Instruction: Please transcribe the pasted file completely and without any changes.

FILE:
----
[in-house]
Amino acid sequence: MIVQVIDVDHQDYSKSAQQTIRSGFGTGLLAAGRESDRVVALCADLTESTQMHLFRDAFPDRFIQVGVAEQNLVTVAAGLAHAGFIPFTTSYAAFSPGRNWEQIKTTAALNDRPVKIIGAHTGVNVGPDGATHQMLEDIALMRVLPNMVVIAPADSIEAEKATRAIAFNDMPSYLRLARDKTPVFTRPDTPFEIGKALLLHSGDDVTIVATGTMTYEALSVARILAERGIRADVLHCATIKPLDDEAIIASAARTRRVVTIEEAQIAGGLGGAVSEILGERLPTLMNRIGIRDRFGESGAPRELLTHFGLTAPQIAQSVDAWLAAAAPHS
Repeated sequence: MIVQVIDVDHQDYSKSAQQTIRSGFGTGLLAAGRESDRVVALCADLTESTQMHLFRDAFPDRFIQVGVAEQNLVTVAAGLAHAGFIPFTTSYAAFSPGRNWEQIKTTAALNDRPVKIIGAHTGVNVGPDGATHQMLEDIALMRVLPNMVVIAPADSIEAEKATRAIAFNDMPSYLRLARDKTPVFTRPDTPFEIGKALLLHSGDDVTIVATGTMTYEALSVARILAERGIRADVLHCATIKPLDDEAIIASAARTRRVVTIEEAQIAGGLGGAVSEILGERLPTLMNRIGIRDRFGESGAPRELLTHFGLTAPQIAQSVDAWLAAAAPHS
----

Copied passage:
[in-house]
Amino acid sequence: MIVQVIDVDHQDYSKSAQQTIRSGFGTGLLAAGRESDRVVALCADLTESTQMHLFRDAFPDRFIQVGVAEQNLVTVAAGLAHAGFIPFTTSYAAFSPGRNWEQIKTTAALNDRPVKIIGAHTGVNVGPDGATHQMLEDIALMRVLPNMVVIAPADSIEAEKATRAIAFNDMPSYLRLARDKTPVFTRPDTPFEIGKALLLHSGDDVTIVATGTMTYEALSVARILAERGIRADVLHCATIKPLDDEAIIASAARTRRVVTIEEAQIAGGLGGAVSEILGERLPTLMNRIGIRDRFGESGAPRELLTHFGLTAPQIAQSVDAWLAAAAPHS
Repeated sequence: MIVQVIDVDHQDYSKSAQQTIRSGFGTGLLAAGRESDRVVALCADLTESTQMHLFRDAFPDRFIQVGVAEQNLVTVAAGLAHAGFIPFTTSYAAFSPGRNWEQIKTTAALNDRPVKIIGAHTGVNVGPDGATHQMLEDIALMRVLPNMVVIAPADSIEAEKATRAIAFNDMPSYLRLARDKTPVFTRPDTPFEIGKALLLHSGDDVTIVATGTMTYEALSVARILAERGIRADVLHCATIKPLDDEAIIASAARTRRVVTIEEAQIAGGLGGAVSEILGERLPTLMNRIGIRDRFGESGAPRELLTHFGLTAPQIAQSVDAWLAAAAPHS